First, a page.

Creating decolonial third spaces
Baggrund March–May 2021
- Eurozine Review
Danish online journal ‘Baggrund’ focuses on decolonization and post-colonialism, covering: African writers superseding the colonial education system; early rebellion in Haiti; and the empowering anthropology of everyday lives.
While their experiences within the colonial education system may have enabled their writing skills, Andersen argues that this didn’t turn them into inheritors of colonialism but rather gave them the educational and social tools they needed to oppose it. Indeed, the authors insisted: ‘It was unintentional that the meeting between teachers and pupils created a “third space” with opportunities to challenge the discourse of colonialism.’
Early disjointed rebellion
The 1791 Haitian Revolution, writes Nicolai von Eggers, led to the world’s first post-colonial state. When slaves rose up against their French overlords, Haitians became the new ruling class. However, when rebellion broke out, they were not united in their thinking. Von Eggers describes the ideas that inspired the leaders of the slave rebellion – liberty, equality and the right to self-determination, absorbed from both the French and American Revolutions – as ‘not particularly joined up’.
Depicting small anthropology
Kasper Mikael Jacek examines Shawn Naphtali Sobers’s practice of ‘small anthropology’. Rather than focusing on the larger meta-narratives of nations and cultures, which Sobers believes foster ideas of ‘them and us’, the British anthropologist is noted for investigating personal stories that reveal aspects of daily lives. Sobers’s approach is seen as ‘a decolonial and democratizing attempt to blur the lines between reporters and their subjects,’ as reflected in his work with Afro-Caribbean communities in the UK. Jacek emphasizes the practitioner’s film and photography projects with young people at Fairfield House, where Haile Selassie, the last Emperor of Ethiopia, happened to spend his years in exile.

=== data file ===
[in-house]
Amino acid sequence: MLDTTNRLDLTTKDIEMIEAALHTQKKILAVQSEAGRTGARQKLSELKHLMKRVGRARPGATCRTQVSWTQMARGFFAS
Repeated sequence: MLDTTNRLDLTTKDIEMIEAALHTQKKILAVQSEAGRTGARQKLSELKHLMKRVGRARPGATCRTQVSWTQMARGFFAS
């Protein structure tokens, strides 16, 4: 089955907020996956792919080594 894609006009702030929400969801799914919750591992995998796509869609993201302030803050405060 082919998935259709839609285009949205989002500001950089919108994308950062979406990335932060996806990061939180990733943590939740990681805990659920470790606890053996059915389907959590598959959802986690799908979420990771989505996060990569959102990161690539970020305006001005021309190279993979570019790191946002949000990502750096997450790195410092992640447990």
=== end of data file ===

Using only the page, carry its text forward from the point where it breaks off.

This article is part of the 9/2021 Eurozine review. Click here to subscribe to our weekly newsletter to get updates on reviews and our latest publishing.
Published 26 May 2021
Original in English
First published by Eurozine
Vast regimes of cultural practice serve to transcend one’s physical existence and ensure living on symbolically through language, culture, and nationhood. While some fear the eradication of minority languages, others dread losing their group’s hegemony. But all run into trouble when faced with the apocalyptic rhetoric of climate activists.
After being expelled from the USA for her affiliation to the Communist Party, Trinidad-born Claudia Jones became a key figure in the movement for racial justice in Britain. Known as the ‘mother of carnival’, rarely are the various strands of Jones’ life as a journalist, activist and poet pictured together.